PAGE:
~ Joe Morgenstern, from ‘In Pursuit of Silence’ Review: Dulcet Symphony. A meditative documentary explores quiet and the auditory world around us. (wsj.com, June 29, 2017)


Note: Rotten Tomatoes Movie Review

Karmar Repair Kit 1-4

sleep-dog-rest-cute

1. Get enough food to eat,
and eat it.

2. Find a place to sleep where it is quiet,
and sleep there.

3. Reduce intellectual and emotional noise
until you arrive at the silence of yourself,
and listen to it.

4.

~ Richard Brautigan, “Karma Repair Kit 1-4″ from The Pill versus The Springhill Mine Disaster


Source: Thank you Beth @ Alive on All Channels. Photo: via Your Eyes Blaze Out

with each breath I’ll meet you there

There was a beautiful forest close…a place I would go to periodically for a hike. I tended to go there when it felt like the world was crashing down around me, when I felt overwhelmed. The woods were my escape, my get-away place of sanity. Walking under the shade of tall trees and listening to the sound of running water from rivers and waterfalls, I always had the same thought: I feel so whole when I am here. Why don’t I do this more often?

I know what makes me feel more. Why isn’t this an everyday practice for me?

In these days, it seems like we are living on the brink. Pomp and bluster seem to rule the day. There is conflict here, at home and around the world. Our very home, this tiny third rock from the sun, is in real danger.

One of the truths we know is that we live in an enchanted universe. The up-there and down-here mingle, the earthly and the heavenly mirror each other. We have no choice but to continue to redeem the world, to save the world from our own selves. We are, ironically, the cause of the breaking and just might be the channel of healing. To make the world whole, we ourselves have to become healed, become whole. Our well-being and the world being well are linked together.

To tend to our own inner lives is not selfishness; it is wisdom, it is essential, and it is unavoidable. […]

We are so attentive to our devices, making sure they are charged. Do we show the same care and concern for our hearts? Do we wait until we are running on fumes? How lovely and wise to make sure that the recharging is not through being a “weekend warrior” or even once-every-few-years vacations (both are lovely), but rather a matter of daily practice. […]

Let us, you and I, friends, find what sustains our soul. Let us find what nurtures our heart, who nurtures our heart, where our heart is nurtured.

Let us go there
daily
And make a habit of it.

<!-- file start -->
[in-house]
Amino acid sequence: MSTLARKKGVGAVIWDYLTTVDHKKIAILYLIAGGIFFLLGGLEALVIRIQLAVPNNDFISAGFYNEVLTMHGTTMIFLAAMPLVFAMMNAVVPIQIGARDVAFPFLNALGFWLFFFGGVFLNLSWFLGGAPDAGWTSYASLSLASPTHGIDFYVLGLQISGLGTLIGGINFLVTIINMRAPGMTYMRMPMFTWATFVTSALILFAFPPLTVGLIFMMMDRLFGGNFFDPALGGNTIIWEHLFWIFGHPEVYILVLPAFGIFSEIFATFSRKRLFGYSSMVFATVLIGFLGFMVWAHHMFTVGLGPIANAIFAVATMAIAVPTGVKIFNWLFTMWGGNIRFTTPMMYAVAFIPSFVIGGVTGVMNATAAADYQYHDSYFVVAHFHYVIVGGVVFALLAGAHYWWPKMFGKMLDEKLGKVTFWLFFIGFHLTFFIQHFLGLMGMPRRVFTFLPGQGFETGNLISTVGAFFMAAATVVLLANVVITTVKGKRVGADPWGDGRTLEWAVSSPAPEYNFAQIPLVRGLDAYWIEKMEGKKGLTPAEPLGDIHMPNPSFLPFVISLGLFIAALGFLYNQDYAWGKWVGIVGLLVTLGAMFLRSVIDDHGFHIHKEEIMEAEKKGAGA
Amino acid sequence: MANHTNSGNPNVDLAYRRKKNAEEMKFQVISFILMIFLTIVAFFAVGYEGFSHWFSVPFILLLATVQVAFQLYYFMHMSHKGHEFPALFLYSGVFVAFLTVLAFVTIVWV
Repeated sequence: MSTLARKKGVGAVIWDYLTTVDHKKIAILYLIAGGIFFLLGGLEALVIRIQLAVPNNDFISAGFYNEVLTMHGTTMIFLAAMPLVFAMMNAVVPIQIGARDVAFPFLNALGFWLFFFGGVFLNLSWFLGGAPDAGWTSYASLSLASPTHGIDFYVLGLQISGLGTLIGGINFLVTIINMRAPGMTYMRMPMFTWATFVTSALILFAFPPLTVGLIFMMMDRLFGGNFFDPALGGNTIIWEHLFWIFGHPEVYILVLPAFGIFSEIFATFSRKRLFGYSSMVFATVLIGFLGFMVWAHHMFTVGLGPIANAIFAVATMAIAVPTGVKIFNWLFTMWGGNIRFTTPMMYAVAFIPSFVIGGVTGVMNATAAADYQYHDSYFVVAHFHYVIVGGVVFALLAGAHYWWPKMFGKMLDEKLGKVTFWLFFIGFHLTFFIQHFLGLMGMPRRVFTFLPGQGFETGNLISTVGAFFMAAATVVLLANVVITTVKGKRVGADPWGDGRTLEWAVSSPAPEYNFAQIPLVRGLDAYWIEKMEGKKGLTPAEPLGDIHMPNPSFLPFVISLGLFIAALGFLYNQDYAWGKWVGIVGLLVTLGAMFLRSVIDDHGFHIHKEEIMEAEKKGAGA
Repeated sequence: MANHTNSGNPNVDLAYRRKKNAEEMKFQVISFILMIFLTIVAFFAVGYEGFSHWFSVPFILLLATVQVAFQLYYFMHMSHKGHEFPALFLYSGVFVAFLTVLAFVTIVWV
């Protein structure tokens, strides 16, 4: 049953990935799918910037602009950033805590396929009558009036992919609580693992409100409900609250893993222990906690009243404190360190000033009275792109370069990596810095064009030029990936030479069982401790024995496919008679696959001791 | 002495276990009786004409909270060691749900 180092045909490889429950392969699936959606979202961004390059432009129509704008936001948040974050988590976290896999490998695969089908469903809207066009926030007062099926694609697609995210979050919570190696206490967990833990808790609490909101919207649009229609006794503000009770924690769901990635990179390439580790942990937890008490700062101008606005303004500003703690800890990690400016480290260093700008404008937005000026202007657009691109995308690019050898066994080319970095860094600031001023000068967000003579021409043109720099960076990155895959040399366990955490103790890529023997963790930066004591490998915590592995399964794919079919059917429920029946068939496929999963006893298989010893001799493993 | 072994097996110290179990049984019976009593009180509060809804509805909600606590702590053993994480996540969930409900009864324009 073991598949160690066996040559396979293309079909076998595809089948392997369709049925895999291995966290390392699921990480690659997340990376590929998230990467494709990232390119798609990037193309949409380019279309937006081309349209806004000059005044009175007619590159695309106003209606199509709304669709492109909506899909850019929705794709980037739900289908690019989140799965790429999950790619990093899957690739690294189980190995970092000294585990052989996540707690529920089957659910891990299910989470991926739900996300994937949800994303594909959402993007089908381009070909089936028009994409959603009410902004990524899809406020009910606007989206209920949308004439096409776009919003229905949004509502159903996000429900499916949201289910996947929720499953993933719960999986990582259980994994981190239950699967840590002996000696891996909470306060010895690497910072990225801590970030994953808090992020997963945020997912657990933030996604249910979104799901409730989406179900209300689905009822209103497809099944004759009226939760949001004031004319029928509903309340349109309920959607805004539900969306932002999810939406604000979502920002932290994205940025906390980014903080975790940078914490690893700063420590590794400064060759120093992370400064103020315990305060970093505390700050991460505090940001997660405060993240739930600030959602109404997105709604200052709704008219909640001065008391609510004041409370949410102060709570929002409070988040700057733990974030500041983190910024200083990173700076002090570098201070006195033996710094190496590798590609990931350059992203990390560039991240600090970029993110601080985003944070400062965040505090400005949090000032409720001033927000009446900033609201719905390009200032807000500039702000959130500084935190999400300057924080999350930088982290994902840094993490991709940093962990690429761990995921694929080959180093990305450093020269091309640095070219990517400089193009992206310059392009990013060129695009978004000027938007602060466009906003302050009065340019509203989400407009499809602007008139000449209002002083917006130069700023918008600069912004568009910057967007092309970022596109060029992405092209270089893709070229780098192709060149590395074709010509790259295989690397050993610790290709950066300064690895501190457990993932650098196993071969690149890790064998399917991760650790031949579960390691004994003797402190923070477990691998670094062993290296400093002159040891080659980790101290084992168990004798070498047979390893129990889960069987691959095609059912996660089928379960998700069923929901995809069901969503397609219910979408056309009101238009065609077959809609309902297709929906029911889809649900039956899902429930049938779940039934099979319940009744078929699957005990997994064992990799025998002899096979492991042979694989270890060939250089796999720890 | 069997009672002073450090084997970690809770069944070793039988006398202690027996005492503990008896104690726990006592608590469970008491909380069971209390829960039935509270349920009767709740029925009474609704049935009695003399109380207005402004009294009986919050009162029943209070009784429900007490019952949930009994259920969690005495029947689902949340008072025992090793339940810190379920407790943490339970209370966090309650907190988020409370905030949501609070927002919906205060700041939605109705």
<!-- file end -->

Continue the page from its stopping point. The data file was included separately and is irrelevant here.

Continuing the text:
If we may paraphrase the great Rumi:

Out beyond the realms of this faith
and that faith

     of no-faith
There is a field of goodness and beauty

where hearts our nourished

     With each breath
I’ll meet you there

~ Omid Safi, excerpts from Tending Our Inner Life to Make the World Whole (onbeing.org, May 18, 2017)


Notes:

  • Inspired by: “The more powerful and original a mind, the more it will incline towards the religion of solitude.” — Aldous Huxley, Proper Studies. (1927)
  • Photo: Newthom

Voilà, I’m home now

October 28: Bringing maman’s body from Paris to Urt…The undertaker meets a “colleague” there…I walk a few steps…on one side of the square…bare ground, the smell of rain, the sticks. And yet, something like a savor of life (because of the sweet smell of the rain), the very first discharge, like a momentary palpitation.

October 29: How strange: her voice, which I knew so well, and which is said to be the very texture of memory (“ the dear inflection . . .”), I no longer hear. Like a localized deafness.

October 30: At Urt: sad, gentle, deep (relaxed).

November 1: Indeterminacy of the senses: one could just as well say that I have no feelings or that I’m given over to a sort of external, feminine (“ superficial”) emotivity, contrary to the serious image of “true” grief—or else that I’m deeply hopeless, struggling to hide it, not to darken everything around me, but at certain moments not able to stand it any longer and “collapsing.” [Read more…]

Sunday Morning

Q: Several poems in this collection speak to a desire for silence—an even bigger appetite for it than the speaker originally had thought was needed. How much silence do you usually need to write, and how do you get it?

JH: I need more and more silence, it feels. Poems don’t leap into my mind when I’m distracted, turned outward, with other people, listening to music. It’s more for me as with going into a forest: if you sit quietly for a long time, the life around you emerges. As the world grows ever more clamorous, my hunger for silence steepens. I unplug the landline.

~ Jane Hirshfield, from Of Amplitude There Is No Scraping Bottom: An Interview with Jane Hirshfield (Tin House, March 15, 2016)


Notes: